Scientists aren’t sure why there are magnetite crystals in the brain, but it might have something to do with the Earth’s magnetic field.
Magneto, the great and powerful mutant—a legendary hero and villain.
For every X-Men fan, Magneto’s powers are at the top tier of awesome powers. After all, who wouldn’t want to control metal and magnetic fields by mere mental force? What if that were a possibility in real life?
In 2019, scientists engineered tiny magnetic protein crystals and inserted them into cells. They were able to move these cells from the outside with magnets. Basically, they created magnetic cells! Fascinating, but not very Magneto-esque.
But what if there were similar magnetic crystals in the brain!
Magnetite: What is it and where is it found?
Magnetite is the most abundant naturally occurring magnetic substance. Its chemical formula is Fe2 + Fe3 + 2O4, making it a peculiar mineral that contains both ferrous and ferric ions.
In nature, it occurs in all types of rocks – igneous, sedimentary, metamorphic, limestone and fumarolic deposits. It is found not only in rocks, but also in living beings.
The fact that bacteria, birds, fish and turtles use the Earth’s magnetic field for navigation purposes is well known. The purpose and existence of the magnetic components in their bodies are also well researched. Now, while this topic has already been discussed, what about magnetic substances in humans?
Birds and bacteria have magnetic crystals, but do we? Is this a myth or a fact supported by science? And what could be their purpose?
Are there magnetite crystals in the brain?
Magnetite was first discovered in the human brain in 1992. Scientists did not find its presence baffling, as iron is already abundant in human blood. Skeptical and curious scientists wondered whether this was just an isolated event or a common occurrence.
To test this, a team of researchers from the University of Munich conducted a study in 2018 in which they used 822 specimens from seven dissected human brains preserved to retain any magnetic substances. The study revealed the presence of magnetite crystals in the brain, especially in the cerebellum and the brain stem. The results were consistent across all the specimens.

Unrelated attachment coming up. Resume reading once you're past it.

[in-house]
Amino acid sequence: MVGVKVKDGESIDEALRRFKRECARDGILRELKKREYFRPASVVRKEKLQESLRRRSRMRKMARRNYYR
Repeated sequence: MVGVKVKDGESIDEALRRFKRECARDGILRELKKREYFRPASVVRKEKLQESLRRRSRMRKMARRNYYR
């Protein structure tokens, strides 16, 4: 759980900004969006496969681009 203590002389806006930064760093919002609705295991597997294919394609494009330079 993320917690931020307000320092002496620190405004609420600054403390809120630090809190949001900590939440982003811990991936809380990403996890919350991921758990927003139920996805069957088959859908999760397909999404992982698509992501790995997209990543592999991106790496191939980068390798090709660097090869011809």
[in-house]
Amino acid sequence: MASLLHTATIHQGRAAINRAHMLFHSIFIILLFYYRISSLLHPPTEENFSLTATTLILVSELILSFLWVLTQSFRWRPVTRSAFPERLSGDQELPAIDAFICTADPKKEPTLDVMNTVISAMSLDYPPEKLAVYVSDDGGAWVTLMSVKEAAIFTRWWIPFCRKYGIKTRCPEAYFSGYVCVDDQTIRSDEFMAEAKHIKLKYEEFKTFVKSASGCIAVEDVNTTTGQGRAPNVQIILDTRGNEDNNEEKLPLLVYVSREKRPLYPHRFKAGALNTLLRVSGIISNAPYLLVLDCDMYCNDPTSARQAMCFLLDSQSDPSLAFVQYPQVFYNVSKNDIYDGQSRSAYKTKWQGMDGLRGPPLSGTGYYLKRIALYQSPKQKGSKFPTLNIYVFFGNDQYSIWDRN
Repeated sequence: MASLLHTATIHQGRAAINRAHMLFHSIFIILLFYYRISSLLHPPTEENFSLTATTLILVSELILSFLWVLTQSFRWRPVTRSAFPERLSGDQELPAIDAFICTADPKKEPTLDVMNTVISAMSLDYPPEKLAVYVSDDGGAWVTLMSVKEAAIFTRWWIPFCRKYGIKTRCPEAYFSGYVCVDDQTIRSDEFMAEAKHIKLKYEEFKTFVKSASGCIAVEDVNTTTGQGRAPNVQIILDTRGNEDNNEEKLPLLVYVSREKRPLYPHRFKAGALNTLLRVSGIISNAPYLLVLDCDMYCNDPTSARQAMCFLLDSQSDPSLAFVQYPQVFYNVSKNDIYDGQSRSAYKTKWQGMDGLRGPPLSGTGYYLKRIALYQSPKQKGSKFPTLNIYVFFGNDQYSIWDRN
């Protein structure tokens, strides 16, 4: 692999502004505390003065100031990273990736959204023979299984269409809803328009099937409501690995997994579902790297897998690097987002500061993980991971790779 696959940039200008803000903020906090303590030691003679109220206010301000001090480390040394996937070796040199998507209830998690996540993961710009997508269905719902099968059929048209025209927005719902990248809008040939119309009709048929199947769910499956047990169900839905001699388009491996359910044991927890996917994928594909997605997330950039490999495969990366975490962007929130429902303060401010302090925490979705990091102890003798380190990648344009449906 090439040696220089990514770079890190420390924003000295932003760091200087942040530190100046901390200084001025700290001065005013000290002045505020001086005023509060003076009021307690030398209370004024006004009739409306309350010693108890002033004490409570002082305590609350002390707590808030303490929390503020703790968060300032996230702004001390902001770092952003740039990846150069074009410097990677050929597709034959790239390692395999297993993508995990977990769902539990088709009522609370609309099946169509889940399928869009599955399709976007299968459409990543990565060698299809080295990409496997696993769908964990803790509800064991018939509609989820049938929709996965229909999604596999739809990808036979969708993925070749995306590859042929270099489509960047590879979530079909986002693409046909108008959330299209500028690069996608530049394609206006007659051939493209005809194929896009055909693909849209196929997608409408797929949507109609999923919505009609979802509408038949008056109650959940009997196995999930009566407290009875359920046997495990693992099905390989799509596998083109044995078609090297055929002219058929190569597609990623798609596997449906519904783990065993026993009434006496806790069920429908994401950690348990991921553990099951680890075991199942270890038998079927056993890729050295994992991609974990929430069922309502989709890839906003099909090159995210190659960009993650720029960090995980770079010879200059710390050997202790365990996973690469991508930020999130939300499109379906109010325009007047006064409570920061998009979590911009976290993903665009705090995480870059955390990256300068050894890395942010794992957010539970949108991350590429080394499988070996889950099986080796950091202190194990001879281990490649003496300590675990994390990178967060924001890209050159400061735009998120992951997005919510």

How do magnetite crystals get in the brain?
The study also attempted to understand whether the origin of the magnetic crystals was internal or external.
Many believe that the origin of the magnetite crystals is external, meaning that they enter the brain from the environment. Magnetite nanoparticles can enter the brain via the nose. If this is the case, then one should find that the olfactory bulb, a part of the brain directly above the nose, has the highest concentration of these particles, while the b-ack part of the brain, further away from the nose, would have very few magnetite nanoparticles, as the particles wouldn’t be able to easily reach there. Furthermore, since everyone breathes the same air, there should be no difference between the presence of such a substance in male and female brains.
However, researchers found no difference in the amount of magnetite crystals in the front and back of the brain. The results from male and female brains were also not uniform.
Thus, the theory of an external origin could not be supported.
Why do we have magnetite crystals in our brains?
Well, no one knows for sure, but speculation is rife.
Some believe it’s an intrinsic system of navigation that evolution made defunct. Most nomadic groups, especially in extreme environments, are able to navigate effectively without a compass or sunlight.
Birds have magnetic crystals in their brains that help them navigate, so could it be possible that humans also have magnetic crystals in our brains?
This was the reasoning behind a study published in 2019. A group of researchers from the California Institute of Technology, the University of Tokyo, and Princeton University tested whether humans could respond reflexively to the Earth’s magnetic field.
Subjects showed significant patterns of neural activity when exposed to magnetic fields in an isolated chamber, meaning that certain areas of the brain began to show signs of activity in response to the magnetic field that the scientists were creating. The isolated chamber ensured that no external source of magnetic interference affected the experiment.
Since most experiments in this area are isolated and the replication rate is low, it would be a leap to conclude that any theory is most popular, accurate or best.
Magnetic humans – truth or myth?
So, can these crystals in our brain help us become Magneto? Probably not, considering that we still don’t know what they do in the brain. Currently, the amount of research on this topic is limited. Given the enormous knowledge on other organisms and the rise in profound research on this topic, we’re not too far away from the day when we finally understand how much these tiny crystals affect our daily lives.
Until then, we’ll leave the ability to control objects with our minds to science fiction.
In the meantime, if you fancy yourself a science fiction read involving animals, magnetite crystals and the Fibonacci sequence, pick up a copy of “The Age of Eden” by James Rollins!